WATCH: Belinda Bencic joins the Tennis Channel Live desk following her 2022 Charleston final victory.

Playing in the first clay-court final of her career, 25-year-old Belinda Bencic came full circle in Charleston as she held off Ons Jabeur across three tight sets to win her sixth career title, and her first on clay, at the same WTA tournament where she first broke through as a teen prodigy.

After racing out to a fast start against the No. 4-seed, No. 21-ranked Bencic had to survive a mid-match comeback from an inspired opponent. She hit the mental reset button, and raised her level before coming away with the 6-1, 5-7, 6-4 victory in two hours and 36 minutes.

She also became the tournament’s first Swiss champion since 1999, following in the footsteps of Martina Hingis—whose mom, Melanie Molitor, was one of Bencic’s childhood coaches.

“This means so much to me, because this was my first tournament where I kind of made my breakthrough when I was 17 years old; I played the semifinals. It means so much for me to win this tournament, because when I lost in the semifinal I was not sure if I would ever get another chance,” Bencic said during the trophy ceremony.

As a teenager, Bencic stormed the pro ranks and quickly made a name for herself, contesting her first WTA tournaments shortly after her 14th birthday. She reached the US Open quarterfinals by 17, and a year later in 2015, she joined the WTA winners’ circle with her first title in Eastbourne.


As a 17-year-old, Bencic reached her first WTA semifinal in Charleston during her 2014 breakthrough season.

As a 17-year-old, Bencic reached her first WTA semifinal in Charleston during her 2014 breakthrough season.

But the Swiss has struggled with injuries throughout her career, which have resulted in lengthy layoffs and a drop down the rankings—Bencic broke the Top 10 in 2016, but by the end of 2017 she was ranked outside the Top 70 and fighting her way back.

The 2019 WTA Comeback Player of the Year is hoping those troubles are firmly in the rear-view mirror. Bencic is now a Top 20 fixture once again, and the reigning Olympic gold medalist and now six-time WTA titleist looks set to continue her steady rise back to the top.

After reaching the semifinals in Miami—losing in a tight three sets to Naomi Osaka—Bencic made the quick turnaround to the green clay of Charleston, where she’s been pushed to the limit in almost all of her matches and tested mentally throughout a rainy week.

She had to come back from a set down against Wang Xiyu in her opening match, and fend off Linda Fruvirtova—the WTA’s newest teen prodigy—in a second-set tiebreak a round later. Bencic took down No. 9 seed Madison Keys and No. 2 seed Paula Badosa in back-to-back matches, before moving past Ekaterina Alexandrova to face Jabeur in her first clay-court final.


Bencic lifted her sixth WTA trophy, and her first on clay, in Charleston with a win over Jabeur in the final.

Bencic lifted her sixth WTA trophy, and her first on clay, in Charleston with a win over Jabeur in the final.

It didn’t take long—just one point—before the drop shot made its first appearance, as the two creative shotmakers played for what would be the first title of the year for each. Bencic and Jabeur were technically facing off for the second time, but their head-to-head history didn’t provide a good predictor as Jabeur was forced to withdraw in the second set of their Madrid match last year.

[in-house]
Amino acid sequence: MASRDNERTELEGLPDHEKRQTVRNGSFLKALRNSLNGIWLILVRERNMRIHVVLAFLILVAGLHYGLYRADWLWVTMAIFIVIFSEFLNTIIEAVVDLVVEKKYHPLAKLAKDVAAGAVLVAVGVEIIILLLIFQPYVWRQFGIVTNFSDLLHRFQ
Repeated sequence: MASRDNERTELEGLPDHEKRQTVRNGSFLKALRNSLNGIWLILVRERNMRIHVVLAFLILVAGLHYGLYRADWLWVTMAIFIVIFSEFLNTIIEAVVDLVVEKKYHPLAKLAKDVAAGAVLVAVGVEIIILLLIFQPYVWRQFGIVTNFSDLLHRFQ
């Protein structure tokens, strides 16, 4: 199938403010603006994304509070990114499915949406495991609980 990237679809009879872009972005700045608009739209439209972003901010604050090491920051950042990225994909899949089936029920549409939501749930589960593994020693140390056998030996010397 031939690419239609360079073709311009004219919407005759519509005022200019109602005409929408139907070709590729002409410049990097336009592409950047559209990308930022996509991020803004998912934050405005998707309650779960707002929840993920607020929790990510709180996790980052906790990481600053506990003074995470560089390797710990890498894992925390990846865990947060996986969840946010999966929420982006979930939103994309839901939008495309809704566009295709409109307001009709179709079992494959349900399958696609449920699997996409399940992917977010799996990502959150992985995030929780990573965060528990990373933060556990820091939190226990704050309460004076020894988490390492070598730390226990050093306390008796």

Jabeur made a strong start to the match and held serve comfortably, but things quickly unraveled as Bencic began to dictate the rhythm. The Swiss player never faced a break point in the first set, and won 90% of her first-serve points to close it out 6-1.

The fourth seed fought tooth and nail to get back into the contest, and was finally rewarded late in the second set as Bencic seemed to be tightening up. As her opponent kept up a steady, irate dialogue with her team, Jabeur began to chip away—the pair traded breaks of serve twice across a closely contested second set, before she finally broke through to send them into a decider.

But the No. 21-ranked Swiss was never far behind, and dialed up her first serve again to take back control in the third set. Bencic broke serve three times, and converted her second match point when Jabeur’s forehand return went long.


"At some point, I really didn't know what to do anymore against Ons," Bencic told Tennis Channel Live's Steve Weissman after the match. "In the second and third sets, she was playing incredible and pushing me hard. I just tried to fight and stay in there, and stay calm.

"I'm really happy that I pulled it out, for the first time, on the clay."

For Jabeur, the defeat added another heartbreak to her fraught history with this venue—although some of her best clay-court results have come on Charleston’s green stuff, Jabeur has experienced some tough defeats here, including in the final of last year’s WTA 250 event. And despite reaching a career-high Top 10 ranking, the 27-year-old has only taken home one trophy, 2021 Birmingham, and reached three WTA finals.

“I told myself not to cry, but it’s very tough because we’ve been working very hard. I don’t know how many finals we’ve lost now, but hopefully it’s going to come soon,” Jabeur told the crowd afterward, through tears.

With the title, Bencic is projected to jump up to No. 13 in the rankings on Monday, while runner-up Jabeur is set to rise to No. 9, according to the WTA’s website.